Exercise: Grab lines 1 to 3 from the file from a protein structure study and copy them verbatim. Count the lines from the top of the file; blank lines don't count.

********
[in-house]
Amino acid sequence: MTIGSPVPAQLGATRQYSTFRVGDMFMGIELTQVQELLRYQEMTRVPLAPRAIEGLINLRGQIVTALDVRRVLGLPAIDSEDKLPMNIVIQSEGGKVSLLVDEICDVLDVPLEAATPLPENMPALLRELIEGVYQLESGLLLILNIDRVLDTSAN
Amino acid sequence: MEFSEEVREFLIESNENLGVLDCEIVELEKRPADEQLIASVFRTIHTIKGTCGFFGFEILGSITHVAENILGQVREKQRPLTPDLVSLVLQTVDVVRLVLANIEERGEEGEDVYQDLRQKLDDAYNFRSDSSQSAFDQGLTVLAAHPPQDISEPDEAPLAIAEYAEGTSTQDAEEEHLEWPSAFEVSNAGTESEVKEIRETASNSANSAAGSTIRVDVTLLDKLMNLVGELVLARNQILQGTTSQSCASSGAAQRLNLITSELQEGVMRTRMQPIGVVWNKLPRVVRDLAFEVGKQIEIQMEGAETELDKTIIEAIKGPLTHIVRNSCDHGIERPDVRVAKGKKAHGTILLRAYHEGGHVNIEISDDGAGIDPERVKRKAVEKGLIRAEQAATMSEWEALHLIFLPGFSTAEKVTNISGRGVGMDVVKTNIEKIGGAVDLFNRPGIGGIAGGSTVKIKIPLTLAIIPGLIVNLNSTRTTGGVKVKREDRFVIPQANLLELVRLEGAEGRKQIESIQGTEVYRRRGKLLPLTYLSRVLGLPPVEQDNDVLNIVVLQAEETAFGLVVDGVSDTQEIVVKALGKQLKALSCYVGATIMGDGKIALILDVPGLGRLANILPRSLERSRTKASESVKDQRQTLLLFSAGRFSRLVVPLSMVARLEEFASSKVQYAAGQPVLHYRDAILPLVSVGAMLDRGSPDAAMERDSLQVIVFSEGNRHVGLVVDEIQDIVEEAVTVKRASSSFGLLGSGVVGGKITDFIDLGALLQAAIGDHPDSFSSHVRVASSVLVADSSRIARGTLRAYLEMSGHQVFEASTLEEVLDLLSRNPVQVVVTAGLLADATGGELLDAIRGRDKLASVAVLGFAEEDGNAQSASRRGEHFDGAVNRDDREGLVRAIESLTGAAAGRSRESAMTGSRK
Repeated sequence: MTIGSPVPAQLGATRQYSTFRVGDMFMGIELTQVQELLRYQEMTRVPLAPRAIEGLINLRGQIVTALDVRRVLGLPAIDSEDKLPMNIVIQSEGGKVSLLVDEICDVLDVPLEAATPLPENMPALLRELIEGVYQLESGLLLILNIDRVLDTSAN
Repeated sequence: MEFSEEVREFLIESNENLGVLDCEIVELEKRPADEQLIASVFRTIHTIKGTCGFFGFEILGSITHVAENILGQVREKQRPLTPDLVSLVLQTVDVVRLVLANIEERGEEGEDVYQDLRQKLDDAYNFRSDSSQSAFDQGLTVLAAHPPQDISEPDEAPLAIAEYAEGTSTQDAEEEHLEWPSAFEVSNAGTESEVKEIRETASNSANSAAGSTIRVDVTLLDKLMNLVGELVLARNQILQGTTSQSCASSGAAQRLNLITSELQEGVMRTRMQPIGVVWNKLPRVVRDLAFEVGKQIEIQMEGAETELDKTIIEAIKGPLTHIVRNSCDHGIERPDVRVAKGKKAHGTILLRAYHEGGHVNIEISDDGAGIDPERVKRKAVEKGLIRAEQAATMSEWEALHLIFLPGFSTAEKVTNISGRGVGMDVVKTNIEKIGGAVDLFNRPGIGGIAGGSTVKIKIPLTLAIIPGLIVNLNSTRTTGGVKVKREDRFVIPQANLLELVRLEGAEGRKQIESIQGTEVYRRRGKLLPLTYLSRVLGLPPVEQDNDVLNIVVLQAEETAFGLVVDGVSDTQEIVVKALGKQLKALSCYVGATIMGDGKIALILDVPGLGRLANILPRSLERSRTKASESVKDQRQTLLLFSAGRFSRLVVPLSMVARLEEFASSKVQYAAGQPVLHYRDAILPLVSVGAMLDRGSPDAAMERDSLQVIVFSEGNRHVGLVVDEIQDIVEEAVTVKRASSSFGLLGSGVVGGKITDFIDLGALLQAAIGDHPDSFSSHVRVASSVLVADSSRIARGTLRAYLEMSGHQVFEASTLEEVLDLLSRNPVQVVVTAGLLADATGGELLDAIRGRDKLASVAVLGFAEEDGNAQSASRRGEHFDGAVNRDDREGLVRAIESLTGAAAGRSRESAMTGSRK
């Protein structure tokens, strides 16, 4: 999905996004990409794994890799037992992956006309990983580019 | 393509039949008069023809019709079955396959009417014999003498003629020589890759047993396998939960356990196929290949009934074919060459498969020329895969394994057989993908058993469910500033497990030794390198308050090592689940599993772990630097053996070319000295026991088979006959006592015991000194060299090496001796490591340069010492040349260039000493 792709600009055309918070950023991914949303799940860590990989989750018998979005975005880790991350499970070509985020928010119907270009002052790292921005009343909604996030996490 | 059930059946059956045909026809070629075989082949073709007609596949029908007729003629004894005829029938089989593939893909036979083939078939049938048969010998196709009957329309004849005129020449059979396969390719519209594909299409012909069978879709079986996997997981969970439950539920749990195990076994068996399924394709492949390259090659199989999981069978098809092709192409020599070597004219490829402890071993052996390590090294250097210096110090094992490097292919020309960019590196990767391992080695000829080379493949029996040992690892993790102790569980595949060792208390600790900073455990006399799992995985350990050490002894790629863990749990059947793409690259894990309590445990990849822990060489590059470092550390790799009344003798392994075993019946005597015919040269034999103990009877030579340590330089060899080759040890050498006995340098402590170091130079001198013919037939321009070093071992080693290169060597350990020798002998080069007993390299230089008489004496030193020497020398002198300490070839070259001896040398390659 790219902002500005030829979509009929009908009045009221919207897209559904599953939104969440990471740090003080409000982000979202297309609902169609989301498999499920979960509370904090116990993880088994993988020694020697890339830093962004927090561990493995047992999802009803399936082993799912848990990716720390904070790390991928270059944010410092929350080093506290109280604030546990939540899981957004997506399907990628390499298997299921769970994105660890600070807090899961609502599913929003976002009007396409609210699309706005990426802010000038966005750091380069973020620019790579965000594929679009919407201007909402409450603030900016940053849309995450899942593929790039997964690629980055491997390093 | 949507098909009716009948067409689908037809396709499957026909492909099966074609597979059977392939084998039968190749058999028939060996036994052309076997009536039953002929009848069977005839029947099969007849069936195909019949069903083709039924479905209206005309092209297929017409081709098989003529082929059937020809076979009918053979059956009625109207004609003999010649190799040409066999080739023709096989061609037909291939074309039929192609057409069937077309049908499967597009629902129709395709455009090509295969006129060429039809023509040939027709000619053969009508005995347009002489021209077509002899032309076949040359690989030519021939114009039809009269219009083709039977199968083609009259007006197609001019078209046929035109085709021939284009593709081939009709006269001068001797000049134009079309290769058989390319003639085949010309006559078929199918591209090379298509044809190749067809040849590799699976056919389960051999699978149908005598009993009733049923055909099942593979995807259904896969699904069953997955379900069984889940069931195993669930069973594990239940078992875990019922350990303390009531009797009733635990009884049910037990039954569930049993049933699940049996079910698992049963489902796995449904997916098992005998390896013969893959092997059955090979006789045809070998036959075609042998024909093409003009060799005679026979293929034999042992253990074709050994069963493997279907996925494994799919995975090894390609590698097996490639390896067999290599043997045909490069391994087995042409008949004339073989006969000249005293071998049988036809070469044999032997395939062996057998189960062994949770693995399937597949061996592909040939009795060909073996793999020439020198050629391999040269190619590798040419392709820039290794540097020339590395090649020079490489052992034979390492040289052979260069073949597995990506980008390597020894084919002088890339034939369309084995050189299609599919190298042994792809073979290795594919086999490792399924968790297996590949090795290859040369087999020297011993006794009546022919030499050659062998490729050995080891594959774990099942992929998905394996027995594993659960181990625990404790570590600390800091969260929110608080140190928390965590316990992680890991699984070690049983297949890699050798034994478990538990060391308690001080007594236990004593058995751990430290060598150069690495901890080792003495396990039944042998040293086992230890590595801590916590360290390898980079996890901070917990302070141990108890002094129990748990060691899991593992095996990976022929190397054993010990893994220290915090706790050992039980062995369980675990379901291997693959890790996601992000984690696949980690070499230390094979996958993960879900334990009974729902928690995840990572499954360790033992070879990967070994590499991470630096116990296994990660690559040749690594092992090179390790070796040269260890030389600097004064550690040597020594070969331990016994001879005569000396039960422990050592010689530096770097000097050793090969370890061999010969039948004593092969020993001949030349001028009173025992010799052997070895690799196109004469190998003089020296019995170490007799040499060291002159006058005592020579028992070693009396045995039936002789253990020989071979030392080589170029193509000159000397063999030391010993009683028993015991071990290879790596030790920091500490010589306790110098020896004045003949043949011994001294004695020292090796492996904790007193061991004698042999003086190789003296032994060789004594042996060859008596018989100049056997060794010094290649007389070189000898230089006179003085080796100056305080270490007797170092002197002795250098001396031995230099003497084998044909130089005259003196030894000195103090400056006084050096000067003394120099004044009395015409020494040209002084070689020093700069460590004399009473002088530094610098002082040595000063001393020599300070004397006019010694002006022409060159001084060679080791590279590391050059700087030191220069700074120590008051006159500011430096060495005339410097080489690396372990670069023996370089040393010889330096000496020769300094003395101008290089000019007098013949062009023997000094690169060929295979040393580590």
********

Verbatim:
[in-house]
Amino acid sequence: MTIGSPVPAQLGATRQYSTFRVGDMFMGIELTQVQELLRYQEMTRVPLAPRAIEGLINLRGQIVTALDVRRVLGLPAIDSEDKLPMNIVIQSEGGKVSLLVDEICDVLDVPLEAATPLPENMPALLRELIEGVYQLESGLLLILNIDRVLDTSAN
Amino acid sequence: MEFSEEVREFLIESNENLGVLDCEIVELEKRPADEQLIASVFRTIHTIKGTCGFFGFEILGSITHVAENILGQVREKQRPLTPDLVSLVLQTVDVVRLVLANIEERGEEGEDVYQDLRQKLDDAYNFRSDSSQSAFDQGLTVLAAHPPQDISEPDEAPLAIAEYAEGTSTQDAEEEHLEWPSAFEVSNAGTESEVKEIRETASNSANSAAGSTIRVDVTLLDKLMNLVGELVLARNQILQGTTSQSCASSGAAQRLNLITSELQEGVMRTRMQPIGVVWNKLPRVVRDLAFEVGKQIEIQMEGAETELDKTIIEAIKGPLTHIVRNSCDHGIERPDVRVAKGKKAHGTILLRAYHEGGHVNIEISDDGAGIDPERVKRKAVEKGLIRAEQAATMSEWEALHLIFLPGFSTAEKVTNISGRGVGMDVVKTNIEKIGGAVDLFNRPGIGGIAGGSTVKIKIPLTLAIIPGLIVNLNSTRTTGGVKVKREDRFVIPQANLLELVRLEGAEGRKQIESIQGTEVYRRRGKLLPLTYLSRVLGLPPVEQDNDVLNIVVLQAEETAFGLVVDGVSDTQEIVVKALGKQLKALSCYVGATIMGDGKIALILDVPGLGRLANILPRSLERSRTKASESVKDQRQTLLLFSAGRFSRLVVPLSMVARLEEFASSKVQYAAGQPVLHYRDAILPLVSVGAMLDRGSPDAAMERDSLQVIVFSEGNRHVGLVVDEIQDIVEEAVTVKRASSSFGLLGSGVVGGKITDFIDLGALLQAAIGDHPDSFSSHVRVASSVLVADSSRIARGTLRAYLEMSGHQVFEASTLEEVLDLLSRNPVQVVVTAGLLADATGGELLDAIRGRDKLASVAVLGFAEEDGNAQSASRRGEHFDGAVNRDDREGLVRAIESLTGAAAGRSRESAMTGSRK